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Are gamekeepers being tipped too much?

Some people think that tips are out of control

Hanging game birds

There are a number of views surrounding the contentious issue of tips

  • Some think that tipping has spiralled to ludicrous levels – when they started shooting they would slip the gamekeeper a fiver and anyone who does otherwise is profligate.
  • Others think that a note of some denomination per 100 birds in the bag is as good a guideline as any and they are going to stick to it.
  • Then there are those who reckon that dropping £100 on a gamekeeper at the end of the day is the least you can do after an enjoyable day out.
  • And there are some who believe that the very act of tipping is a Victorian anachronism that should, by now, have gone the same way as sending children up chimneys.

What are tips for?

A tip is a gesture of personal gratitude over and above the agreed fee for a service provided.

When Giles Catchpole wrote Birds, Boots & Barrels, his definitive guide to game shooting for the 21st century, he was quite specific on the subject of a tip. A tenner per 100 head in the bag, he said, and another tenner when you have had a particularly good drive or a spectacularly great bird. Or if you really, really want to be invited again. And you should never underestimate the influence that gamekeepers have in determining who is going to be invited again.

That was the form around 2002. I venture that the benchmark today would be much the same but with £20 notes. Which is where, in some people’s minds, the numbers really begin to stack up. On a big commercial estate, where they shoot 300 to 400 birds perhaps four or even five days a week with eight guns, maths suggests that tips in the order of £30,000 a season are changing hands.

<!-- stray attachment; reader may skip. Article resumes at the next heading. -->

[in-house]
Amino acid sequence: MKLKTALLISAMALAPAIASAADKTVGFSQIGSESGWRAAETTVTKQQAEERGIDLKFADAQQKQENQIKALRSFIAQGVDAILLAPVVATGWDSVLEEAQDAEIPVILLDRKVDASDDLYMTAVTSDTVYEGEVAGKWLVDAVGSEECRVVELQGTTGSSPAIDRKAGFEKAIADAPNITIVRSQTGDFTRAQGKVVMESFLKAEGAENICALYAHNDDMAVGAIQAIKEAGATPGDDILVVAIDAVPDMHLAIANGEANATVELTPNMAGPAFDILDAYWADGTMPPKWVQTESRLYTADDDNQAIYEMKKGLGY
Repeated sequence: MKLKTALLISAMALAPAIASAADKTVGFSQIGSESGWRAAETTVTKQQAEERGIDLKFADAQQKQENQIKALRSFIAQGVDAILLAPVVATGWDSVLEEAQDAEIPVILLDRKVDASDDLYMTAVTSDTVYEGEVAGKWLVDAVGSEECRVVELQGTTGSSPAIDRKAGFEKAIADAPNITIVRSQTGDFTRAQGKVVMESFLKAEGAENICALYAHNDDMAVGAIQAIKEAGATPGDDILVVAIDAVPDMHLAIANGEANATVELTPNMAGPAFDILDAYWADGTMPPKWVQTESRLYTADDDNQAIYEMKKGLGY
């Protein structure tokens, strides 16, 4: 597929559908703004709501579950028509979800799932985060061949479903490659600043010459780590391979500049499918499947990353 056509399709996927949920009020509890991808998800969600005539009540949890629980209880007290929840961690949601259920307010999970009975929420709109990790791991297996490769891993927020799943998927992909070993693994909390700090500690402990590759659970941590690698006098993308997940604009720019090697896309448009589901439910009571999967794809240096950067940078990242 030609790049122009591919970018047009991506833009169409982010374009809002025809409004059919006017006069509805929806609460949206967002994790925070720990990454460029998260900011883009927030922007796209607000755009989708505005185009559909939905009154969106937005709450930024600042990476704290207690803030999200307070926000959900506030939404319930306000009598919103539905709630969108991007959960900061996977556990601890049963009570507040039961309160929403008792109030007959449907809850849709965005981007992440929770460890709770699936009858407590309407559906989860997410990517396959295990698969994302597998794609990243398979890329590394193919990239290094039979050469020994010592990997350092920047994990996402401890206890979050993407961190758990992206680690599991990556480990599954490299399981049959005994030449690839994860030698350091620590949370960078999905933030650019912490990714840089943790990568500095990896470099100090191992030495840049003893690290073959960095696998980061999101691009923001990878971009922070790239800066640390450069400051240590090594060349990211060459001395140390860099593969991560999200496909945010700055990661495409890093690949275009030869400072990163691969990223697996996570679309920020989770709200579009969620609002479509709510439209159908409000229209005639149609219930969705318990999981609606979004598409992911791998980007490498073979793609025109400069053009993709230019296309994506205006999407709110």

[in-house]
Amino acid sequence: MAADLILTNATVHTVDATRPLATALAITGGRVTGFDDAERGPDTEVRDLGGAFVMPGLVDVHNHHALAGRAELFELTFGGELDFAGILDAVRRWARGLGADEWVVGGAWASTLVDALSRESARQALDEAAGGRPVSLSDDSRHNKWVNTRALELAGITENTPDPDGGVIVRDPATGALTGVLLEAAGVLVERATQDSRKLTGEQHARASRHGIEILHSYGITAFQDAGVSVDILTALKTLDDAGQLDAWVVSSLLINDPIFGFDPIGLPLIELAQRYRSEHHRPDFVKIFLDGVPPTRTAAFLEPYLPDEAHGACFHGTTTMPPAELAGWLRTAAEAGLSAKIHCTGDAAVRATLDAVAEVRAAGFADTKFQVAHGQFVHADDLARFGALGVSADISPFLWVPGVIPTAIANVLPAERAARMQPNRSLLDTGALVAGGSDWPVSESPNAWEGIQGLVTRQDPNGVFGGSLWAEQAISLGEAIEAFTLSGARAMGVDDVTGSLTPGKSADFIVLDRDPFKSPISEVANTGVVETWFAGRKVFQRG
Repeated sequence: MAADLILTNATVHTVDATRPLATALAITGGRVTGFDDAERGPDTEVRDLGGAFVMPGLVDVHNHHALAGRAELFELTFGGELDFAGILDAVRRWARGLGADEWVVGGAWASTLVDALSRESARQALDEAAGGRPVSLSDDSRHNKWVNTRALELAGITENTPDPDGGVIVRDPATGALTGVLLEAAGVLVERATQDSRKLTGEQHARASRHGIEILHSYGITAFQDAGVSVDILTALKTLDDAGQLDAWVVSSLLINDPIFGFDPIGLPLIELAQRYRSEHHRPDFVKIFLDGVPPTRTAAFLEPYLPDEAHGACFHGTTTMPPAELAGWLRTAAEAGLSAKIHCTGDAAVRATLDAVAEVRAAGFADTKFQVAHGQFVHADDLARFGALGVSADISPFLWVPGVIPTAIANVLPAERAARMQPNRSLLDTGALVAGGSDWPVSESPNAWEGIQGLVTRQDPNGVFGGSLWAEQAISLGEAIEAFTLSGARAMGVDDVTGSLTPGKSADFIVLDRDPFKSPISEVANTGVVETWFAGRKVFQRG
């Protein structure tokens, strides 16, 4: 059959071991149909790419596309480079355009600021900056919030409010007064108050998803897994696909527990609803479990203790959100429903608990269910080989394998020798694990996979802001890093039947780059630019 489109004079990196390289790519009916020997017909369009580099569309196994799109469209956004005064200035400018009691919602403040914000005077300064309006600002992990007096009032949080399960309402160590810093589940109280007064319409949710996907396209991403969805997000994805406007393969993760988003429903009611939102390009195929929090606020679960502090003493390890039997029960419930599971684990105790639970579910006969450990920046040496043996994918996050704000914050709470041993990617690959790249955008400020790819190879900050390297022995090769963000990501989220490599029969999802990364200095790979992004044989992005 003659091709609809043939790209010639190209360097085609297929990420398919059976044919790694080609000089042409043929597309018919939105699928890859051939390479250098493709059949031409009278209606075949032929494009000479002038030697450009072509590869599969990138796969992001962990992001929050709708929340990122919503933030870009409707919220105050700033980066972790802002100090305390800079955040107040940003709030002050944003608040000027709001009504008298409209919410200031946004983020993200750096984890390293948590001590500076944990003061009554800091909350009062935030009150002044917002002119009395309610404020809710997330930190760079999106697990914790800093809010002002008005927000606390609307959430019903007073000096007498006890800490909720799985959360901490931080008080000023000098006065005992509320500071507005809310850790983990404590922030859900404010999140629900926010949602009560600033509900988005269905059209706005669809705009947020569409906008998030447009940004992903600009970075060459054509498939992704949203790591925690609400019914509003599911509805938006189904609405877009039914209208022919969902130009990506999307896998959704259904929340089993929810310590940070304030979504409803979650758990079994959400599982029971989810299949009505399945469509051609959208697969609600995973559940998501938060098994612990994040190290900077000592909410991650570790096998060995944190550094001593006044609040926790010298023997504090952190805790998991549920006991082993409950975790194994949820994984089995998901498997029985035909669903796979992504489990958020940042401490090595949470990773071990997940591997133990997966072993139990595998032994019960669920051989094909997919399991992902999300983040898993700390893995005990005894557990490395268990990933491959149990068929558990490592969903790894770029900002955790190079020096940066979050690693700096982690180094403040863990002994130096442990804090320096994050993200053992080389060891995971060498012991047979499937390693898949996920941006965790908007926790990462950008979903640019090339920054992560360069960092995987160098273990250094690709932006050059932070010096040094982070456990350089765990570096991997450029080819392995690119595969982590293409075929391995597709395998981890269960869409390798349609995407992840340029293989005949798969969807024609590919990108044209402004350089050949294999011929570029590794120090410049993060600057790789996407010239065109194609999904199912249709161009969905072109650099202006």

A common guideline for the gamekeeper’s tip now is £20 for every 100 birds in the bag

A large scale operation like this probably has more than one gamekeeper. If tips are divided between them, then it is still a significant sum but not perhaps as jaw-dropping as first imagined.

There are exceptions to the rule of thumb. Grouse keepers are a breed apart. They work hard and their season is shorter than their lowland brethren and tend to be rewarded accordingly. If grouse shooting is the pinnacle of game shooting then presumably grouse keepers are the pinnacle of gamekeepers. Thus, on a driven grouse day where anywhere between 100-200 brace may be brought to bag, the word may be whispered around that a tip of £100 is in order. In B,B & B, Giles suggested that £50 notes in all directions were the order of the day in driven grouse shooting, so two £50 notes in all directions a decade later should not be considered unreasonable.

Think about it this way – five per cent of the cost per gun per day.

Are gamekeepers paid properly?

Some say that if gamekeepers were paid properly then there would be no need for tips. It is a reasonable suggestion but since there are tips and probably always will be, and since gamekeepers and estate owners and managers all know this, things are not going to change any time soon. Gamekeepers work hard but they are not in indentured servitude. When a gamekeeper looks at a job he takes a holistic view. House, truck, salary, security, suit, shoot days, prospects, time off and tips.

Tipping too little and too much

Meanness is just rude and rudeness has no place in our sport. It is also a bit rude, in my view, to tell someone – anyone – what he or she should tip. If you invited them, you presumably think that they will behave properly.

In the final analysis a tip should meet the definition  described earlier – it is a personal recognition of an exceptional service.